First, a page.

Review Summary: Young Abu Dhabi- taking the eternal trip to Dubai
On January 4th, 2013, when Chinx (then Chinx Drugz) dropped "I'm A Coke Boy," the Harry Fraud-produced lead single from Cocaine Riot 2
, I knew it was the beginning of something brilliant. The song, which samples the wondrously haphazard strings of Billy Preston's "You Are So Beautiful," a sample previously made famous by Royal Flush on "Worldwide," was the definite game changer for Chinx's career. No longer was he playing second fiddle to his fallen Riot Squad rider Stack Bundles' legacy, or catch up to Coke Boys boss French Montana. Chinx had definitively placed himself at the forefront of the New York rap world- he was a fledgling superstar in his own right.
Over the course of the next year and half, Chinx soldiered on down the path so many New York emcees had blazed. This culmination of this effort was CR5
, the fifth, and tragically, final installment in the Cocaine Riot
series. Lionel Pickens aka Chinx was gunned down in Jamaica, Queens in the early hours of May 17th, 2015. He was 31, married with three children.
"We are seriously under attack like never before," said Jay-Z of the slaying at his Terminal 5 Tidal show, "rest in peace to Chinx." An anonymous New York police officer was quoted as saying "It was a setup. This was not a road rage episode. This was an assassination." This may not surprise those with a passing interest in Chinx's music- it's a well known fact he's did a 2 year bid at the now-defunct-movie-studio-to-be Arthur Kill Correctional Facility, and was a personality frequently associated with New York's cocaine game, especially from the jump. However, French Montana sees things differently: "Chinx wasn't somebody that was always caught up in trouble. Everyone that knows him knows he's the coolest cat you could meet. He was a great guy who worked so hard to get where he was [at]."
Regardless of how you feel about Chinx's personal affairs or how you choose to speculate on what he did or didn't do, the fact remains- his loss is a huge blow to the hip-hop community. Fortunately, CR5
was a worthy parting gift. The scope of the project is monstrously ambitious, and would hint at the direction Chinx intended to take with what would become his posthumous debut LP, Welcome to JFK
. The tape kicks off with the starkly tone-setting "Everything I Know," in which the first bars we hear from Chinx are "Hunnid on a whip? Yeean got a price/Dogs wanna sniff? Put it in rice." A satisfyingly fitting allusion to this series of mixtapes' theme right from the start. The one/two punch is followed up "America" which features a powerful
hook from frequent collaborator and fellow Coke Boy, Meet Sims. "Happy hour, fried on a Friday/Getting to the money in the worst way/All black ski mask nigga, fuck/You ain't want it that bad in the first place/I fell in love with the money/Straight you can't take that shit from me/Twentys, fifties, and hundreds/Money and power, I want it/I want it, only in America...we came to fuck up the money, we came to fuck up the money" Sims belts on "America." Chinx spits "Never gave a fuck of what another nigga think/Nigga we still gon' throw the pills in the drink/Love about the deal, I got the wheels on the skate/Pussy niggas still gettin' killed on the tape," with his hoarse, gruff Far Rockaway inflection. Both of the opening tracks feature spectacular trap-influenced production- the former a slow burner fitting with Chinx's calm, reflective demeanor on the vocals; the latter a mover and shaker, replete with high-hats and murdered-out Bugatti style. "Dope House" pairs Chinx with D-Block punchline legend Jadakiss, both drive home strong verses backed by a sinister Velous beat.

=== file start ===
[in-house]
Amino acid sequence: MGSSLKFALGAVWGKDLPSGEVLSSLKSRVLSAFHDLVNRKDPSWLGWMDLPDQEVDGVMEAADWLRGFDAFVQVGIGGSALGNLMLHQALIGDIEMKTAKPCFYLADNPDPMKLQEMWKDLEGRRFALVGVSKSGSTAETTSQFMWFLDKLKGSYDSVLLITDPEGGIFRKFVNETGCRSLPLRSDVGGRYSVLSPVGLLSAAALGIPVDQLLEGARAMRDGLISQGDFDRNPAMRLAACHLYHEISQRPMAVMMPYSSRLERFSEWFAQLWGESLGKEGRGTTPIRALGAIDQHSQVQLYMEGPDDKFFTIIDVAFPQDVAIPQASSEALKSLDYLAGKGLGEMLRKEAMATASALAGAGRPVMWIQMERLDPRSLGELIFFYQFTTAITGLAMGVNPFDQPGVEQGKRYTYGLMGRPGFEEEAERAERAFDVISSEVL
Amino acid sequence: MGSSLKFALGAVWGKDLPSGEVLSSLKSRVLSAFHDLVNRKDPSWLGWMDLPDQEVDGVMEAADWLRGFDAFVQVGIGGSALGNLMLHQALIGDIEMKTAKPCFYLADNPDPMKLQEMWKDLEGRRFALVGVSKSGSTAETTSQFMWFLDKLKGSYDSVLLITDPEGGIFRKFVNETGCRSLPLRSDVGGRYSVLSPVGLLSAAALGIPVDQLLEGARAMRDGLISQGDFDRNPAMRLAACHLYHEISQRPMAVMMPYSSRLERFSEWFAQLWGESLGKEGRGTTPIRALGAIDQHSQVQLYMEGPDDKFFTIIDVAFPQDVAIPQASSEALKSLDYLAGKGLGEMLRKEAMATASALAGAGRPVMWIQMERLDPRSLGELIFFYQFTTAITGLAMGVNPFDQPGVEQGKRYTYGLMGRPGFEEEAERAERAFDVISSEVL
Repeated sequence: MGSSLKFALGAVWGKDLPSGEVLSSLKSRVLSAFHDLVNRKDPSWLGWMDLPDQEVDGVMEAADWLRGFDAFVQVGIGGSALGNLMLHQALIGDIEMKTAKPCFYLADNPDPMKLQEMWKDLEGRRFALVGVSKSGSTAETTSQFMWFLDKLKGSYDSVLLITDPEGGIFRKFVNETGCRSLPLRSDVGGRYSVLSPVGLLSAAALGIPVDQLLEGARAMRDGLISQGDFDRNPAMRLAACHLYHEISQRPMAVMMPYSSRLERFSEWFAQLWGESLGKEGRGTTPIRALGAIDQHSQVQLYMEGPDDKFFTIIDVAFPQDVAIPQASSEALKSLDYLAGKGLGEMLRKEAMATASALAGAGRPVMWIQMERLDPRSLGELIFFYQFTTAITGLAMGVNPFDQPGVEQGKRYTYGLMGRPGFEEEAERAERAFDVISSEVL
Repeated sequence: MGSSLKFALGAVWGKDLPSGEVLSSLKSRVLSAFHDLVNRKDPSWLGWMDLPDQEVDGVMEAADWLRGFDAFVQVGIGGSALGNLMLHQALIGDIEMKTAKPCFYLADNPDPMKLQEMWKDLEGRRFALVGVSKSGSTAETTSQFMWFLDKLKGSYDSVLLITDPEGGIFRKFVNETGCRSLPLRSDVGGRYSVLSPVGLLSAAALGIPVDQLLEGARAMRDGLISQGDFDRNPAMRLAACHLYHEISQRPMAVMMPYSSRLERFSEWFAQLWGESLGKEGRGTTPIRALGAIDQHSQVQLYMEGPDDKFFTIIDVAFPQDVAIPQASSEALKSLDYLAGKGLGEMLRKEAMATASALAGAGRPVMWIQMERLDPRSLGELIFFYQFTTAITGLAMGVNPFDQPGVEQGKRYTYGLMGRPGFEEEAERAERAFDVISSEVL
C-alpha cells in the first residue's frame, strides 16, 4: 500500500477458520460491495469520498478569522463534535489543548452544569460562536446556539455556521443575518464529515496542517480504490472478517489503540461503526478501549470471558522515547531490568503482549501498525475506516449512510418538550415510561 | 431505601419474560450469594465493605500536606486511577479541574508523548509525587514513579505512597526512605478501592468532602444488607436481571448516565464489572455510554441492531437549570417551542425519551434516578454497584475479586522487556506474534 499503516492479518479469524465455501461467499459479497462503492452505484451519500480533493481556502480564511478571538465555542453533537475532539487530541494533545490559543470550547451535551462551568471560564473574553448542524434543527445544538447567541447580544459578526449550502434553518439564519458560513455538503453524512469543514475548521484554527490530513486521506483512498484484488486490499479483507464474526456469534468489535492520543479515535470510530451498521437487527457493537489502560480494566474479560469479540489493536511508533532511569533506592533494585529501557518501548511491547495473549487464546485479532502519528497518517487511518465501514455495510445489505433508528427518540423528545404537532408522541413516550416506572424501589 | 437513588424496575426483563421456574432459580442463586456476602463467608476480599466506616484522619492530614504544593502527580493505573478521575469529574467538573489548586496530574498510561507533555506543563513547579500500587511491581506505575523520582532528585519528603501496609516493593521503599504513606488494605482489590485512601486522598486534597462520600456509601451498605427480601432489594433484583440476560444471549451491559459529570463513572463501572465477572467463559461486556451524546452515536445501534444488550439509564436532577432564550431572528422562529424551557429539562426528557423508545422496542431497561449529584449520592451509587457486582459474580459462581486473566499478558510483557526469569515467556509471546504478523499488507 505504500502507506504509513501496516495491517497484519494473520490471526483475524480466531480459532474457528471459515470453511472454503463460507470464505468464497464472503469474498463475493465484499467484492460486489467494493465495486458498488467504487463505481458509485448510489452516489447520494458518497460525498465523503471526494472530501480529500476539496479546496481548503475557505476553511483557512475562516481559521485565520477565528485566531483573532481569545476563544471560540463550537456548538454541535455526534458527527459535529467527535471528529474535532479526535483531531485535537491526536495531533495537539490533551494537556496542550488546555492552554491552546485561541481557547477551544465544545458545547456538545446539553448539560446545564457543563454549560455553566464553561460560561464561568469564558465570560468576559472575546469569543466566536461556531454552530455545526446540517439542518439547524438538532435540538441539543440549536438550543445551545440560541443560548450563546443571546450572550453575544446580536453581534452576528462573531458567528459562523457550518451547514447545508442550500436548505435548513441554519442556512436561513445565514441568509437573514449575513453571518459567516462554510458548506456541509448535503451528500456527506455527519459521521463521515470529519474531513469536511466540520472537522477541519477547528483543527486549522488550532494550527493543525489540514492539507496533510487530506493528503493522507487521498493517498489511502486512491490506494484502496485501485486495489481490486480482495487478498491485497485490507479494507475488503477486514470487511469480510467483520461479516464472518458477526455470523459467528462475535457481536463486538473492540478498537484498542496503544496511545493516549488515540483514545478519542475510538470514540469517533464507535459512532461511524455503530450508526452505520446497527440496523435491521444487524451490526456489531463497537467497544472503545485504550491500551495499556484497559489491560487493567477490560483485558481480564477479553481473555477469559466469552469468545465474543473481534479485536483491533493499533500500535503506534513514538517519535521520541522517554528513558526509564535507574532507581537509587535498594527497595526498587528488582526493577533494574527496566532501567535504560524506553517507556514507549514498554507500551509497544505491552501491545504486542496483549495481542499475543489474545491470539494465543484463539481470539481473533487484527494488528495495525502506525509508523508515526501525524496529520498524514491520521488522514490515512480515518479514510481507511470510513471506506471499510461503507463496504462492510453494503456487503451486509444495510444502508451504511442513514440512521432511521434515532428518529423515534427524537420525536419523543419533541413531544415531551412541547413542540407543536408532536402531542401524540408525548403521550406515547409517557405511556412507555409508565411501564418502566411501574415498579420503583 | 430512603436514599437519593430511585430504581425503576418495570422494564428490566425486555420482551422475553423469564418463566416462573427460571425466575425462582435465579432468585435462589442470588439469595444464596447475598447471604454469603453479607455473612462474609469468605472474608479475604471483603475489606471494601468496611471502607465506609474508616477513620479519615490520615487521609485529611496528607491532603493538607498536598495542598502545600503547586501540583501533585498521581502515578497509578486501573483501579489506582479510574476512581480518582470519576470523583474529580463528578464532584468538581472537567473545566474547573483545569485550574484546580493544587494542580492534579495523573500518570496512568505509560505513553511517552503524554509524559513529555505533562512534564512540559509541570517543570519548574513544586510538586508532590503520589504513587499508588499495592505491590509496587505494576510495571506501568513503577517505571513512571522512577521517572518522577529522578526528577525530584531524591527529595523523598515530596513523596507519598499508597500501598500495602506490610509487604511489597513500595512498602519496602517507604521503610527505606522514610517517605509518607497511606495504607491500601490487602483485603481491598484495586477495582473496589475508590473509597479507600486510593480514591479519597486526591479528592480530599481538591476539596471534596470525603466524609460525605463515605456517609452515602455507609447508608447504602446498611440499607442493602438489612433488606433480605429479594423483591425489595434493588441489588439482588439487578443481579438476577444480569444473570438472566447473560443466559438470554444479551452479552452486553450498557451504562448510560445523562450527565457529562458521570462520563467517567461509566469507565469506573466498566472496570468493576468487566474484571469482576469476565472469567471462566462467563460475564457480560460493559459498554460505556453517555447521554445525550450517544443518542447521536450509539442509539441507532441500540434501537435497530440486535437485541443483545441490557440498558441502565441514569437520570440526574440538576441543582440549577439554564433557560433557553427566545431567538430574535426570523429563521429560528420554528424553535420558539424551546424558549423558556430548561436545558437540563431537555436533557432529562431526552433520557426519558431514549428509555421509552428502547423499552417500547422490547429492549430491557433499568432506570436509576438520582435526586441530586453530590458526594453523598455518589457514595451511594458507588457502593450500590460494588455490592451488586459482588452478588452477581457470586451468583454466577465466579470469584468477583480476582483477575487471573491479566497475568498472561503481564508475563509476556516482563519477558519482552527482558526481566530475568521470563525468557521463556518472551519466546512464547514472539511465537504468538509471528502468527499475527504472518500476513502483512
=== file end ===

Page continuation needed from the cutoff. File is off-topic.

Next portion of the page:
The real home run of CR5
is Chinx's alter-ego spawning banger, "Young Abu Dhabi," on which he raps "Just won a trip to Dubai...blowin' marijuana with the Sheikh/30 deep tower of Khalifa/Young Abu Dhabi/They call me Young Abu Dhabi," on one of the catchiest hooks in in recent memory. "Young Abu Dhabi" would come to personify and encapsulate the final months of Chinx's career- it's his official, anthemic theme song.
also features the Zaytoven-helmed Migos-featuring "Winner," another powerful example of the tape's trap oriented moments. "What They All Say" and "Fuck Are You Anyway" fill in the need for poppy joints. "Hitta" and "Numbers" straddle the leylines between these two poles. The tape concludes on a high note with the refreshingly laid back "Wouldn't Understand," in which Chinx claims "Best friends turned to foes/Niggas switched sides" and "Nigga die by the same set of codes nigga live by" - a chilling precursor to finality of Chinx's mortal existence. The idea of fraternizing with death is not an uncommon concept for gangsta rap, but Chinx's eerie preoccupation with is in the twilight of his life is almost unsettling.
That said, to not be celebratory of what Chinx accomplished throughout his all-too-short time in the spotlight would be folly. He may not have taken that final, messianic step onto the lake, but he certainly didn't get his Jordans wet. Like Biggie and Stack Bundles before him, Chinx was taken from us too soon. He made the best music of his career at the end of his life, though, so his legacy is well-positioned to endure.